I asked for the Epidural at about 11:30pm (very rough estimate, I was a little busy and not really paying attention to the clock) and the nurse ran out to notify the team. I felt disappointed that I hadn’t been able to stick it out, that I gave up so quickly. It had only been two hours and I was already throwing in the towel. But I also felt a tiny bit of relief. Shelby was definitely relieved that I was going to be getting medical assistance with pain and that reset the tone of the room at a notch or two lower. In any case, once I had made the decision, the Epidural guy couldn’t get there fast enough.
They sat me up all hunched over at the side of the bed. The guy started explaining what he was doing, showing me what he was using and then asking me a bunch of questions, inquiring about my sciatica. In regular life, I have sciatica on my left side. It was pretty regular and intrusive until I started Yoga, but then it started up again when I got deep into pregnancy. Then at some point, it switched sides. I had no symptoms on the left side but had pretty significant problems on the right side. I tried explaining this but found it difficult to concentrate on the words and make anything but moans and shrieks come out as I was contracting just about the whole time my back was being prepped.
It took about 20 minutes for the guy to arrive, administer the Epidural and get me lying on my left side. Then everyone but Shelby left the room and my left hip started burning. It scared me. I could still feel contractions in my belly though they weren’t as strong. I freaked out. I started thrashing and screaming that something was wrong with my hip. I was terrified that something went wrong with the epidural, that I had screwed up the explanation about my sciatica and something got nicked. Shelby was trying to calm me, trying to catch everything I was thrashing off the bed, and trying to get the nurses to figure out what went wrong.
Turns out nothing was wrong. In the 20-30 minutes between asking for the epidural and the unspeakable hip pain, I progressed the last 4 cm. I was fully dilated and ready to push. I won’t know if my body did it on it’s own or if the epidural helped me relax enough. Knowing that it could possibly have only been those last 20 minutes and not 4-6 hours makes me feel like an even bigger wuss. I made the best decision I could with the information I had and I try to hold on to that, but I still regret it.
I started pushing at Midnight. Luckily, despite being fully epiduralized I was able to deliver my baby without any other medical intervention. No forceps, no vacuum, no emergency C-Section or medications. I pushed for 1 hour and 24 minutes and delivered Hannah Beatrice (honey bee) at 1:24am.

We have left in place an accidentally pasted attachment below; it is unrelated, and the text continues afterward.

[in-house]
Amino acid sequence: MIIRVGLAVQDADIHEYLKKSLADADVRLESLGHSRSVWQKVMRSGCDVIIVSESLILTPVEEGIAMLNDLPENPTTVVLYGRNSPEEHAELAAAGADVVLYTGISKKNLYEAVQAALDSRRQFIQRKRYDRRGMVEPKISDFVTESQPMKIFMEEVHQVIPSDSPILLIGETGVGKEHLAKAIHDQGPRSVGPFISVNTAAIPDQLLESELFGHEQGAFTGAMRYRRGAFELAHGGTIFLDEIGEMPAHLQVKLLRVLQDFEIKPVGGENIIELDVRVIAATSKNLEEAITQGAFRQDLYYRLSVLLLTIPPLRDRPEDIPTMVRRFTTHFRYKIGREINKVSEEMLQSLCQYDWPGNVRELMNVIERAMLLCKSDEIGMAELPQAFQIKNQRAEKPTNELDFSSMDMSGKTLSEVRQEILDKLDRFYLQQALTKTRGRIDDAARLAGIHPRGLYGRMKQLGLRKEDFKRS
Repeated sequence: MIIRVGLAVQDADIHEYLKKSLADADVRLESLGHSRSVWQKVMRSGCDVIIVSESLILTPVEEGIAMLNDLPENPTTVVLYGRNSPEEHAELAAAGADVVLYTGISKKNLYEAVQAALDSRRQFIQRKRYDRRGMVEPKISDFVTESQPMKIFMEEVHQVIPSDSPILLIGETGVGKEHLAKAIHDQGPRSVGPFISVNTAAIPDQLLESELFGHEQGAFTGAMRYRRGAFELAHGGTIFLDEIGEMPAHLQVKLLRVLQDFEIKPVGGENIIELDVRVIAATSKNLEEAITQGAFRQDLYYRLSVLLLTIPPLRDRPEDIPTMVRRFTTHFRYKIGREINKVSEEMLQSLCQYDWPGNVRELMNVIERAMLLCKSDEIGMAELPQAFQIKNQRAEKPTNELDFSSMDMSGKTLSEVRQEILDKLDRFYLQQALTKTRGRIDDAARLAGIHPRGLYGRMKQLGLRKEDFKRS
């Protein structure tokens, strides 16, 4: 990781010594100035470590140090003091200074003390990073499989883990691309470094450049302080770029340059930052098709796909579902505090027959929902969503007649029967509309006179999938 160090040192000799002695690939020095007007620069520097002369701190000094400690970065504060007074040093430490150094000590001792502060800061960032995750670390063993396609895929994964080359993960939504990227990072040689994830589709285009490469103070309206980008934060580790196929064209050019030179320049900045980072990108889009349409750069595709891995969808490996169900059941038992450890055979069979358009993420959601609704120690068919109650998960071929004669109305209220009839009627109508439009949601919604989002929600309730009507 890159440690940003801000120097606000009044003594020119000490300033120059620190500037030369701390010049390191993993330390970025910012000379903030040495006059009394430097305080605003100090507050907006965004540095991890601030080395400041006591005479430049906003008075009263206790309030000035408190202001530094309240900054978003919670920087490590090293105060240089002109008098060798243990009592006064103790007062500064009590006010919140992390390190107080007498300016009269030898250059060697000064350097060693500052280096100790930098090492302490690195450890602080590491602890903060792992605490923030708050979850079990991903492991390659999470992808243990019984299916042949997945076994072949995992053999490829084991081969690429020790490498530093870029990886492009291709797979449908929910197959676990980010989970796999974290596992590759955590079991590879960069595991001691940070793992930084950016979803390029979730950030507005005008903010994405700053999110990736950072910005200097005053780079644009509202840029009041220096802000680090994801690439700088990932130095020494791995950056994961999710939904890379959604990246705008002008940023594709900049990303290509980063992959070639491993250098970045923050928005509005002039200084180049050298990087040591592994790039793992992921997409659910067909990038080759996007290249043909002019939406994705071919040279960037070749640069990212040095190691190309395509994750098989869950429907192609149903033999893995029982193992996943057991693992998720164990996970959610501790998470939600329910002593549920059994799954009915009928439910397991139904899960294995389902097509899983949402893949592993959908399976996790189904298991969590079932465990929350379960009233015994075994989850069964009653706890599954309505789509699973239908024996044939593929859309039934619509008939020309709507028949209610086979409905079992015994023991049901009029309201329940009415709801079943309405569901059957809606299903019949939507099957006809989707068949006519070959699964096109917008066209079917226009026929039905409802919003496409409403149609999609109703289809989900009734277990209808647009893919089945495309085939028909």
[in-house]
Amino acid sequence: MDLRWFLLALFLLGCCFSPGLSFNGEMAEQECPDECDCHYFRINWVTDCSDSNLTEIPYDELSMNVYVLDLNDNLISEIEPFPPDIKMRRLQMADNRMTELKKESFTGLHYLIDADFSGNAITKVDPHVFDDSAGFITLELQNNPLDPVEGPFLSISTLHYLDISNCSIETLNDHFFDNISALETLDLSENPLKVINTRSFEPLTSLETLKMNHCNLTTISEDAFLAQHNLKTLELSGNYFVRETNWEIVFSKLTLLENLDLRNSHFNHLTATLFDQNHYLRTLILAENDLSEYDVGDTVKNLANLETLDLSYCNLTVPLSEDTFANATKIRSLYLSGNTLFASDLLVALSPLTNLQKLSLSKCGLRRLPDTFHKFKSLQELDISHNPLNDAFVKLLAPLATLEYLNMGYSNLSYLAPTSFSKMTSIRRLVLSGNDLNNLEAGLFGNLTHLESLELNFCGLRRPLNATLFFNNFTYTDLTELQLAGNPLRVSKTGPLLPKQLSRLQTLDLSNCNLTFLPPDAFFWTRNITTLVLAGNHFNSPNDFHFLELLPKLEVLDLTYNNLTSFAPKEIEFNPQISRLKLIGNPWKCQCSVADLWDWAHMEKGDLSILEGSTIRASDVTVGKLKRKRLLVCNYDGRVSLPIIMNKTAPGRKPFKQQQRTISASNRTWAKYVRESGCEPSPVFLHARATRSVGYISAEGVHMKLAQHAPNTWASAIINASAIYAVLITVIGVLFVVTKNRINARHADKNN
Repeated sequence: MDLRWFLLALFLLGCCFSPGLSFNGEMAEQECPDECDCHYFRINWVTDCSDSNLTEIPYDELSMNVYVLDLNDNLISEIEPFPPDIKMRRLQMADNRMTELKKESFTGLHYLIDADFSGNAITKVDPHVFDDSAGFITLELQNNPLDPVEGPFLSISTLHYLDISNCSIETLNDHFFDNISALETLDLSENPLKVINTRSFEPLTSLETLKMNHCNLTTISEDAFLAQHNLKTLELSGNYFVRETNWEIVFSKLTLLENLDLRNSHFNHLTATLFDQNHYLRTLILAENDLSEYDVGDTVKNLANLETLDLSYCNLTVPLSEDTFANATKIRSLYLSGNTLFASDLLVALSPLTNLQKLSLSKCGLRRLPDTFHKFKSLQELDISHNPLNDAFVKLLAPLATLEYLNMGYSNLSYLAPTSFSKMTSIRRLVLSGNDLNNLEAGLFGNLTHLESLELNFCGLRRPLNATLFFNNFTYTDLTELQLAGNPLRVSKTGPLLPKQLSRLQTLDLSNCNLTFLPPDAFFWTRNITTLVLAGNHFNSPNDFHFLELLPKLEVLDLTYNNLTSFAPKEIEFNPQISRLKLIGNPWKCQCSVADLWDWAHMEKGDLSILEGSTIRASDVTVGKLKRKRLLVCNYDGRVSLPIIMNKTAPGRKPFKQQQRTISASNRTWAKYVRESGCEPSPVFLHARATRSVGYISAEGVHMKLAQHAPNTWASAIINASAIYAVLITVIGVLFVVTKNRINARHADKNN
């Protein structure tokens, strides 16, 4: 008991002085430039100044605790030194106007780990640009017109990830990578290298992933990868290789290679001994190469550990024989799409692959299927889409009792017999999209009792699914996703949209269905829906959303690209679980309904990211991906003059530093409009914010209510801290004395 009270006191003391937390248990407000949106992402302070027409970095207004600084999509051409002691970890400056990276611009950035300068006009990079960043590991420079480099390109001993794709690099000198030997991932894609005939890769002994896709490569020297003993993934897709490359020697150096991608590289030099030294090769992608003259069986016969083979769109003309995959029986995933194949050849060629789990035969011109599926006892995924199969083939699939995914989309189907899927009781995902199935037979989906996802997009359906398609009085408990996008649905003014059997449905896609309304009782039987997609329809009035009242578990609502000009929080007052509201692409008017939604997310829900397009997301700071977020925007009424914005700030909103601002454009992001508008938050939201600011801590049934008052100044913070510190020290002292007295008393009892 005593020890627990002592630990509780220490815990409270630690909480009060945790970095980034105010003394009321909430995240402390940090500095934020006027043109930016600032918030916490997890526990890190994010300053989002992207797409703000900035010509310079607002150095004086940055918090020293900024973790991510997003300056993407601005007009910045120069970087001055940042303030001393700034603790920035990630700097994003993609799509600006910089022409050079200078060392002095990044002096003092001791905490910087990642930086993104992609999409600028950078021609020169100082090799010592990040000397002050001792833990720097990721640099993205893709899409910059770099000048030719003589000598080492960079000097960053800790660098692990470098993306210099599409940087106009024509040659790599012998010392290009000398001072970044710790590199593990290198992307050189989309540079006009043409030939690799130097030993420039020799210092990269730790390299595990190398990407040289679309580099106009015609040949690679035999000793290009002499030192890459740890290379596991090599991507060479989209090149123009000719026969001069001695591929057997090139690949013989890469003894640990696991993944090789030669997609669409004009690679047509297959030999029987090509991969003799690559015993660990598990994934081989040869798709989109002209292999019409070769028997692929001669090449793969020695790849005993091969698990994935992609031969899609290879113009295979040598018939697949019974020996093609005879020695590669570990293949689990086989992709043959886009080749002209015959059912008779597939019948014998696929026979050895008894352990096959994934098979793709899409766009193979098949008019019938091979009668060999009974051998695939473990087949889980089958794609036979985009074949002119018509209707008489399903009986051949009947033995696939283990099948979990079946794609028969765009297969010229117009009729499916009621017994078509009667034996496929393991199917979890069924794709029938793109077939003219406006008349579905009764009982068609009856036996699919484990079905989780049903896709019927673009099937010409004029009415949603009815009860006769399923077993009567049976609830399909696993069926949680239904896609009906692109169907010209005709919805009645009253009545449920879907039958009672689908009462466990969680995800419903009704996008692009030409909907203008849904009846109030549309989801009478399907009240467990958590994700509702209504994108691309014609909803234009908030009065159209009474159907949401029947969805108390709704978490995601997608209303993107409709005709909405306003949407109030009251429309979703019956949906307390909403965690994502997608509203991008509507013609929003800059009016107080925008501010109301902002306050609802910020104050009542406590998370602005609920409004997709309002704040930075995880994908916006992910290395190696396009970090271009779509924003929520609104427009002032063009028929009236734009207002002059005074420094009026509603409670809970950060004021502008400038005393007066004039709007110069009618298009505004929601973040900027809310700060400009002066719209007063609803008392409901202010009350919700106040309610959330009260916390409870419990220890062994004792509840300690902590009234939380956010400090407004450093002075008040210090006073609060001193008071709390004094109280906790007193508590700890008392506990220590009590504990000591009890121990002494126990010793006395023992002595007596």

Shelby followed the baby to the small room in our delivery suite to watch as she was cleaned and weighed. I was stuck in the bed because of the lack of control over my legs. The next few minutes went by so much faster than anything I’ve ever experienced. They collected my cord blood for donation. I had several people talking to me at once, asking me to push the placenta, giving me instructions for skin to skin, providing statistics on the baby, giving me text updates from the family. Those few minutes were more stressful than the whole pregnancy and delivery combined. But then they put my baby in my arms and everything else disappeared.
She just was. She just is. Life has always been this way. Though we are still figuring each other out, still piecing together how our new family works, still learning what cries mean and wondering when the routine will settle in, it just seemed immediately that she has always been a part of us. Adding her to my preparations, to my checklist when leaving the delivery room to head to recovery room, to my thoughts and considerations was seamless.
She drives me bonkers. Our current sleep/feeding schedule is incompatible with returning to work, but I’m trying not to think about that now. I feel useless most of the time. I am usually feeding her on the couch in the living room, holding her sleeping body on my chest after she feeds, gently placing her in her bassinet only to startle her and have her wake either crying or being so ludicrously cute I can’t leave her. Aside from the few short hours each night I spend in the bed or rocker upstairs, I live in this room. It is so against my nature. I am not stay at home material.